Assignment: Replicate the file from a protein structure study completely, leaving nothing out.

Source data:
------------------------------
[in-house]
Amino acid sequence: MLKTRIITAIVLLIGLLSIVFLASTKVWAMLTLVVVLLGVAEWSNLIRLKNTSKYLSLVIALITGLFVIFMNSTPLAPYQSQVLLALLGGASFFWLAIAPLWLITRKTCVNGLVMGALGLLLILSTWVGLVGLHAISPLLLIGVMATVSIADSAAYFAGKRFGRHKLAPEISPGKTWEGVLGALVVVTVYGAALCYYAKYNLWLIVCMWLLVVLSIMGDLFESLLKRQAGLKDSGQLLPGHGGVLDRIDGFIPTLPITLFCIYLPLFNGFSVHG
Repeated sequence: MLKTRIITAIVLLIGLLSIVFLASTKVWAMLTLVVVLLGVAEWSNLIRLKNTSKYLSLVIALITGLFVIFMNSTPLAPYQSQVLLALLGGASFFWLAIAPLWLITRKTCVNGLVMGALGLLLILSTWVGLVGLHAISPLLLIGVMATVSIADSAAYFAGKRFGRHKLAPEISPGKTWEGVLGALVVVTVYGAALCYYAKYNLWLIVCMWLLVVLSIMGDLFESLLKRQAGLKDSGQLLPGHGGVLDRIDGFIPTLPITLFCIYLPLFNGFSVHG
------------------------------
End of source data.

[in-house]
Amino acid sequence: MLKTRIITAIVLLIGLLSIVFLASTKVWAMLTLVVVLLGVAEWSNLIRLKNTSKYLSLVIALITGLFVIFMNSTPLAPYQSQVLLALLGGASFFWLAIAPLWLITRKTCVNGLVMGALGLLLILSTWVGLVGLHAISPLLLIGVMATVSIADSAAYFAGKRFGRHKLAPEISPGKTWEGVLGALVVVTVYGAALCYYAKYNLWLIVCMWLLVVLSIMGDLFESLLKRQAGLKDSGQLLPGHGGVLDRIDGFIPTLPITLFCIYLPLFNGFSVHG
Repeated sequence: MLKTRIITAIVLLIGLLSIVFLASTKVWAMLTLVVVLLGVAEWSNLIRLKNTSKYLSLVIALITGLFVIFMNSTPLAPYQSQVLLALLGGASFFWLAIAPLWLITRKTCVNGLVMGALGLLLILSTWVGLVGLHAISPLLLIGVMATVSIADSAAYFAGKRFGRHKLAPEISPGKTWEGVLGALVVVTVYGAALCYYAKYNLWLIVCMWLLVVLSIMGDLFESLLKRQAGLKDSGQLLPGHGGVLDRIDGFIPTLPITLFCIYLPLFNGFSVHG